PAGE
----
In association with impact.com.
Following the release of the Guide to Influencer Marketing ebook, Owen Hancock, marketing director EMEA at impact.com, discusses how the channel can be used effectively to bolster digital marketing efforts.
Over the past couple of years, the partnership economy has developed into the third fastest-growing revenue channel for businesses, cementing itself as one of the most exciting, dynamic and rewarding areas in digital marketing. Influencer marketing has played a key part in driving this success, and has recently made a habit of producing some consistently stunning numbers: in 2017 the influencer market was worth USD$2bn (£1.4bn), but is tipped to hit USD$15bn (£11bn) this year, and is also proven to achieve 11 times the ROI of traditional marketing.
Clearly influencer marketing is resonating with SOM users in a way many advertising formats struggle to, meaning there has never been a better time to consider taking the plunge into this fruitful marketing format, or fine-tuning your influencer programme if you already have one.
For the uninitiated, influencer marketing is simply the practice of a brand collaborating with an influencer in order to promote a good or service. Influencer marketing is fascinating as it offers businesses a unique set of benefits (which we’ll get to shortly). The sector is constantly developing, maturing, and proving capable of offering one of the most customisable, intimate and trackable forms of marketing available, surpassing traditional performance marketing formats (such as targeted banner ads).
Back to basics
An influencer is a person who has a pre-engaged audience of a certain size (usually large – 10k+ followers – but not always) that curates a relationship with their followers via specially created content published on a social media platform. Influencers operate in almost every vertical imaginable, from fitness and health, to gaming, beauty, business and travel (among many others), and work across all social media channels. Choosing the right influencer(s) for your programme is critical, and the platform they use may prove a big factor in deciding who you choose to collaborate with.
For example, Instagram remains the undisputed king of influencer marketing at the time of writing, with 89% of companies spending more of their influencer marketing budget on Instagram than any other platform. But that doesn’t mean it is necessarily the right fit for you, and TikTok or YouTube, for example, may better service your needs if short or long-form videos (respectively) are a priority for you.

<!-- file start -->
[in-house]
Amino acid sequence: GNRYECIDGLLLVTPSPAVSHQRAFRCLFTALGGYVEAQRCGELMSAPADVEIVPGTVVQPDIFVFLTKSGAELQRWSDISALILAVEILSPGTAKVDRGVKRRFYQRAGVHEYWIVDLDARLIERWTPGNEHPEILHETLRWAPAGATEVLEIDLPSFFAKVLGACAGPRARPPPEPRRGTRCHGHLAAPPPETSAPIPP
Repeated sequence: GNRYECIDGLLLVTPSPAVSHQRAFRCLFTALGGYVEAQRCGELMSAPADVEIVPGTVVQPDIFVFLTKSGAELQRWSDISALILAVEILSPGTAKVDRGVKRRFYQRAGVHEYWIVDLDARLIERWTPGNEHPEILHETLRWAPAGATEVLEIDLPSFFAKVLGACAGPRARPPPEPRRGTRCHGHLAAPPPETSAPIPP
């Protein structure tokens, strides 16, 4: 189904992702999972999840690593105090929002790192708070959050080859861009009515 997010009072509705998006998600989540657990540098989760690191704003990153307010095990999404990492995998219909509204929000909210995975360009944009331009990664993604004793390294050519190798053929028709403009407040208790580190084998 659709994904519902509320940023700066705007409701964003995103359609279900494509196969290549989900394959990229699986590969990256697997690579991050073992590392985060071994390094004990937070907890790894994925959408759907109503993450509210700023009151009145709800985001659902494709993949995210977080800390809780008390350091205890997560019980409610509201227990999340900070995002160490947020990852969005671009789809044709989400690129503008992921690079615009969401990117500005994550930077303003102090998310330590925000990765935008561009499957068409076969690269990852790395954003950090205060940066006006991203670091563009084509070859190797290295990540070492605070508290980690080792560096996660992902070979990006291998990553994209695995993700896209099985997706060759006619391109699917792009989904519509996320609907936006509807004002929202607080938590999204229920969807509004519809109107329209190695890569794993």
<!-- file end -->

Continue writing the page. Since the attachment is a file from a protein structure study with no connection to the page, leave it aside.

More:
So, what are the benefits of choosing influencer marketing over other formats? In an always-on world, influencers cut through the noise to provide an authentic voice of integrity to their audience. They are trusted by their followers, with whom they generally welcome interaction, and they produce emotionally engaging content and messaging directly to your target audience in a way no other marketing sector can. Social commerce features are also becoming more prevalent on SOM platforms, with influencers proving critical in converting awareness into sales.
Show them the money
Where influencer marketing gets even more interesting is how you pay for your collaborations. Historically, a marketer might pay an influencer a one-off fee for a social media post, but over the last 15 years that has changed, and as we move into 2022 a hybrid compensation model whereby a fixed fee is accompanied by a performance related bonus based on campaign goals is proving increasingly popular.
This encourages long-term collaboration and alignment with the influencers that will prove successful for your business. Longevity produces highly desirable results: mature advertising programmes can generate 28% of a company’s total revenue in comparison to the 18% achieved by paid search, and also help to promote brand market share. Influencer marketing also provides the ability to pay for your collaborations via other flexible methods, including store credit, content licensing fees and gifting.
Measuring influencer marketing ROI is also developing fast. While the number of ‘likes’ and ‘comments’ still contribute to analysing campaign success, the last few years have seen significant advances in technology and the subsequent advent of new metrics that allow you to track your campaigns to a granular level. These include both revenue and total conversions as well as brand awareness, allowing for in depth analysis of your partnerships, making it easy to manage your roster of influencers.
The overwhelming evidence is that influencer marketing is an increasingly efficient, effective way of promoting a good or service, and at impact.com we are seeing companies reap the rewards. Recently, gaming hardware manufacturer Razer used our fully automated influencer partnership programme tools to streamline and scale its campaigns, and achieved a 33% increase in efficiency and 34% increase in year-on-year revenue. LightInTheBox.com has also seen great success, and with impact.com’s products has achieved a 1000% increase in influencer posts, and has used influencer content to boost ecommerce page conversions by 15%.
Getting started in influencer marketing couldn’t be easier, but there are a few things to keep in mind as you begin your journey. As we’ve already seen, investing for the long-term pays dividends. As with any collaboration, your influencer relationships will need communication and care to produce the best results, but if you do give them time to mature you will see a significant lift in the scalability, quality and effectiveness of your program. Diversifying your influencer base is also critical, and using a variety of different influencers is a powerful way to broaden your audience reach. Finally, make sure you only pay for what you can measure, and consider paying your influencers with an emphasis on performance to maximise campaign effectiveness.